The philosophy of Marx and Engels also has its incongruities. The only incongruity that I will mention here involves the family unit. “The bourgeoisie has torn away from the family its sentimental veil, and has reduced the family relation to a mere money relation” (10). On the surface, this seems to be true. Capitalistic enterprises do not care about the welfare of families; rather they contrive to siphon hard-earned money from their pockets. Even the United States Government sees its citizens as sources of tax money and molds hot-button domestic policies to assure the flow of capital. The philosophy goes on to claim that as industry develops, “the more is the labor of men superseded by that of women [who] no longer have any distinctive social validity” (14). There are no genders, only automatons. Corporations do pigeonhole working mothers and fathers, thus straining the time and resources needed to properly raise a family. This supposes Communists are looking out for families. But then this sentence comes up: “Abolition of the family! Even the most radical flare up at this infamous proposal of the Communists” (24). Dissolve the family structure? Even parents can exert power over the children to work as wage laborers, Communists assert. This is one tenet that I cannot accept. Abolishing the family structure is an egregious proposition, because the family is a social foundation upon which any society exists. If anything, Communism should be encouraging the family relationship as a suitable venue for communal indoctrination. For a modern state to have absolute power over every single family or individual within its reach makes the ideal of communal support look absurd. A dysfunctional family functions much better than a totalitarian one.

I wholeheartedly disagree about the abolition of the family, but Marx and Engels may be onto something in the literary field. The affects of globalization are more evident today than in Marx’s day. “In a place of the old local and national seclusion and self-sufficiency, we have intercourse in every direction, universal interdependence of nations. And as in material, so also in intellectual production. The intellectual creations of individual nations become common property. National one-sidedness and narrow-mindedness become more and more impossible, and from the numerous national and local literatures there arises a world literature” (11). Certainly the entertainment industry would not want their creations to become public property, but they have a difficult time protecting them. The exchange of cultural and artistic creation jumps borders faster than a blink of an eye thanks to the Internet and YouTube. In a sense, the world population has already made art into public property. We see spoofs, parodies, clips, and imitations of popular culture on YouTube to the chagrin of entertainment executives. Karl Marx would have been impressed with today’s instant communication mediums, maybe even calling it “revolutionary.”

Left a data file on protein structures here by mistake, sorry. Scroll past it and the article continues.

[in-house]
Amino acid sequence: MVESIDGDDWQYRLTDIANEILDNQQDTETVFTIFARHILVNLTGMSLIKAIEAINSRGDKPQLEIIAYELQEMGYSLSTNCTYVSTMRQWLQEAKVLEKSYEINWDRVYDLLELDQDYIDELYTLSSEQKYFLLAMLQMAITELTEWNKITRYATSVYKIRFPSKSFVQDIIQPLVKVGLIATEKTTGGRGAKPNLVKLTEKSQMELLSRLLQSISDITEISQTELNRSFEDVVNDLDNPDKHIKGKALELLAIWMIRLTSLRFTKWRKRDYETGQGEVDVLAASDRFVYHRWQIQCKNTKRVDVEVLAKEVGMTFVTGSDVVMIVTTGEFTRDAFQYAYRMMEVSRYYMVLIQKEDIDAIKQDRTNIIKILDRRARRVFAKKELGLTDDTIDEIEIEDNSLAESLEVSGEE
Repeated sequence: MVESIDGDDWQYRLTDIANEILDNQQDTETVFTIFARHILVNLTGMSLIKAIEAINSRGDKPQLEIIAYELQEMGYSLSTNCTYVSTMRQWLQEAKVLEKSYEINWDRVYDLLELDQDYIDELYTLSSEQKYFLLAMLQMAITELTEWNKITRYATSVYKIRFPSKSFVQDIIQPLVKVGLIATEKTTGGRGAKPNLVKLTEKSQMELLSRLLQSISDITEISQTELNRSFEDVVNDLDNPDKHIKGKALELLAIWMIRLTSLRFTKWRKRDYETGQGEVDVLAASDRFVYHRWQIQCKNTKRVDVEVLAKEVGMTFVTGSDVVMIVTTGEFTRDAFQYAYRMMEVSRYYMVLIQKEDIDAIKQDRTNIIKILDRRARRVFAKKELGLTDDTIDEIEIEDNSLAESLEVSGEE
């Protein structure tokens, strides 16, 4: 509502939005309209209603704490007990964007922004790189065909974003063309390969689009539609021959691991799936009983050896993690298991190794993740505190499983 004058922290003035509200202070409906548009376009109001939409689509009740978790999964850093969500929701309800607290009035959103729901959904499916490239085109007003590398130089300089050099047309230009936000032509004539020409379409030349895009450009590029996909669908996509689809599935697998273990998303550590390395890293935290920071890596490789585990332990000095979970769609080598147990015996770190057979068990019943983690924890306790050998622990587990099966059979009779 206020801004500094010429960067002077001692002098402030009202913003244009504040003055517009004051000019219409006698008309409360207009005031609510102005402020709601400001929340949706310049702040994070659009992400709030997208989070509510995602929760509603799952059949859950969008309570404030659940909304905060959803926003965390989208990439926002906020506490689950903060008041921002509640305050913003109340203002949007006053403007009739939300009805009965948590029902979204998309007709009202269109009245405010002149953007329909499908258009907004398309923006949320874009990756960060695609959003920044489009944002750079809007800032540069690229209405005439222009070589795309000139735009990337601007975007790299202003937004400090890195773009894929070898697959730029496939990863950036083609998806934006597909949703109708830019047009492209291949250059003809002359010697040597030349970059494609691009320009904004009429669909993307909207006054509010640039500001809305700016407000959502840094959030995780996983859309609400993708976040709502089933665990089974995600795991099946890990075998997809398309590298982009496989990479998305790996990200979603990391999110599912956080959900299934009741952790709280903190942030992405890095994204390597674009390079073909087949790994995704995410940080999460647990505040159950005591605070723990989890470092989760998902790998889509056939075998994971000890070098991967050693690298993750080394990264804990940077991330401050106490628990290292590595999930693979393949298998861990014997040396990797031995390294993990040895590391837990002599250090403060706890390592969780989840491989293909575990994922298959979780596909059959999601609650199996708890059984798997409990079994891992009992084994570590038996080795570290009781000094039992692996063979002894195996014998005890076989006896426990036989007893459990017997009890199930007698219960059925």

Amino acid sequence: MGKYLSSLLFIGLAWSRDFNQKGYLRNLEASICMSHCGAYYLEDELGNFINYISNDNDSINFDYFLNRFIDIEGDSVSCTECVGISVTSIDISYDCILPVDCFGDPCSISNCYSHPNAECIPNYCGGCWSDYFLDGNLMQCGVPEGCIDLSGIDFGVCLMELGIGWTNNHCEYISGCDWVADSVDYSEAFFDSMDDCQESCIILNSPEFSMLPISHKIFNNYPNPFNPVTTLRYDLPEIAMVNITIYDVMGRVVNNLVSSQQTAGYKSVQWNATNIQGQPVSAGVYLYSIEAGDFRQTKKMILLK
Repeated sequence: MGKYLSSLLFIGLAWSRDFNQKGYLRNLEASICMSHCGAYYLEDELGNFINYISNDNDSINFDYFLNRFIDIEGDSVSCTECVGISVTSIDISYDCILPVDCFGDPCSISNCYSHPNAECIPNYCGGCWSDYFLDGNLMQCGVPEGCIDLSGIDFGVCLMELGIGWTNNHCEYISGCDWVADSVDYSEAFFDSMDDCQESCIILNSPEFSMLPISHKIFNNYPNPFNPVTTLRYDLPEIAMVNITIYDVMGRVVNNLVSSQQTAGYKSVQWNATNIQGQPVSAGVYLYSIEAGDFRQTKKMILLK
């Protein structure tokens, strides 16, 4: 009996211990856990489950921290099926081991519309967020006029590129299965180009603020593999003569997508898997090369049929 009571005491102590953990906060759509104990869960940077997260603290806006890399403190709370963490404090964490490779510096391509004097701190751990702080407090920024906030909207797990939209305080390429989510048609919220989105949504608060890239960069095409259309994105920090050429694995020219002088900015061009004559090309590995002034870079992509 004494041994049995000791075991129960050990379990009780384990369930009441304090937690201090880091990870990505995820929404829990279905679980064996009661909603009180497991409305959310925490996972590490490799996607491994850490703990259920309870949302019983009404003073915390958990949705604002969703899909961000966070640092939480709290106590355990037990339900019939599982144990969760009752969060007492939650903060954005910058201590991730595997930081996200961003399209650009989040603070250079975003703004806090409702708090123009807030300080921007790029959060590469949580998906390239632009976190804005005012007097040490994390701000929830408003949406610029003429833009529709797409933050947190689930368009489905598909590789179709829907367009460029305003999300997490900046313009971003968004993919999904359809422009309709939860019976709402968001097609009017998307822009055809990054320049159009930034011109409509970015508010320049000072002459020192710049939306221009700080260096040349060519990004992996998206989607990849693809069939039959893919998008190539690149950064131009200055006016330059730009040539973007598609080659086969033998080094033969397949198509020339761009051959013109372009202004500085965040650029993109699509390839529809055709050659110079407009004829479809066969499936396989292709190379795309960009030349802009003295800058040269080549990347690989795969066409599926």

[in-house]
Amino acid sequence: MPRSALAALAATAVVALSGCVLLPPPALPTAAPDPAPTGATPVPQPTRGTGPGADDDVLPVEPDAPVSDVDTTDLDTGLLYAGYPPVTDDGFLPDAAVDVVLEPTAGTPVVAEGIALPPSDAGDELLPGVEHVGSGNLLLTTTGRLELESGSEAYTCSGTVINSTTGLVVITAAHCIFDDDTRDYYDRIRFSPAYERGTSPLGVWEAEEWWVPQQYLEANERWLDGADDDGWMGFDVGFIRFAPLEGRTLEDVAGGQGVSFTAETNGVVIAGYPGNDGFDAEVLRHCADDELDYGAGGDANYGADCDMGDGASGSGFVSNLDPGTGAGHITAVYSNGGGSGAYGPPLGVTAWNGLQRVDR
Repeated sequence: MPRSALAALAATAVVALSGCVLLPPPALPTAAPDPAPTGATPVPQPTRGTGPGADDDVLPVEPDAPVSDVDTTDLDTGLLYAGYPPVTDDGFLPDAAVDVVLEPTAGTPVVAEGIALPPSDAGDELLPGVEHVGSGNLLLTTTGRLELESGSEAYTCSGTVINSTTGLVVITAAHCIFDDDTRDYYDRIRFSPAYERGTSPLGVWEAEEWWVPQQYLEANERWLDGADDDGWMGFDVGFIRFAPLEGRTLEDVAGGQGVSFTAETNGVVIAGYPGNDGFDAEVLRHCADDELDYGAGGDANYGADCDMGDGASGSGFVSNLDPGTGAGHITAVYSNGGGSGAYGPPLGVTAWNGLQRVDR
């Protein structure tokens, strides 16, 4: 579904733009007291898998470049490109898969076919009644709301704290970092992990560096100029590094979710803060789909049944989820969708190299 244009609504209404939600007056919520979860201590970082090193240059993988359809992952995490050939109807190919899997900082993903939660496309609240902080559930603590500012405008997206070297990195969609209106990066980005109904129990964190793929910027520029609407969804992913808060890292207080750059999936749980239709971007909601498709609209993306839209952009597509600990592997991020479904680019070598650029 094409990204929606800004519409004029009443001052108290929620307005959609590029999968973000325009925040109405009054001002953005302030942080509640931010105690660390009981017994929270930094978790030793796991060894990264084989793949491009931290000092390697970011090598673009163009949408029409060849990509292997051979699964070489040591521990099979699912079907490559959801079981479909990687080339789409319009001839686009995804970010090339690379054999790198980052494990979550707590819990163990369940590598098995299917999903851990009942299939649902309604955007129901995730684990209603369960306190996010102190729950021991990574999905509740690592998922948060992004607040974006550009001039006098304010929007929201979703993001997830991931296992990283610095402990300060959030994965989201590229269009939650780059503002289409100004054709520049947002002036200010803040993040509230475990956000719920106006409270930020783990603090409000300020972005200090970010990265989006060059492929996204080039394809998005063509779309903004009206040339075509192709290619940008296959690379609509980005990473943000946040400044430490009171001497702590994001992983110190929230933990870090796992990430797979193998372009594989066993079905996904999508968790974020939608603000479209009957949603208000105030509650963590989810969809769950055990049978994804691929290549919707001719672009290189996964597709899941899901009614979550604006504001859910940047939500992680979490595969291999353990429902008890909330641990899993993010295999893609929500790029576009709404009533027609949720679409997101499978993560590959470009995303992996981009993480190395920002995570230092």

Reading this book may not be your cup of tea, but doing so may be a necessary evil. Students, especially those going to college, need to familiarize themselves with this philosophy so as to respond adequately to its arguments and beliefs. Reading this book has solidified my opinions regarding it, because it confronted my paradigms and challenged them to have firmer convictions. This has been one of the most difficult book reviews that I have had to write.

Now that I have finished my book review, I like to share a story that my father has told me. While I was contemplating the significance of Marx and Engels’s Manifesto and Communism, I wanted to get my father’s input. He is a tough old bird, strong and willful, and not afraid to enumerate the evils of Communism. One day, he told a story about how he wanted to shout “WORKING MEN OF ALL COUNTRIES, UNITE!” as found in page 41 of the Manifesto. He needed to clarify this obvious aberration of his political makeup. So I sat him down and asked him to relate the story again which you can read below.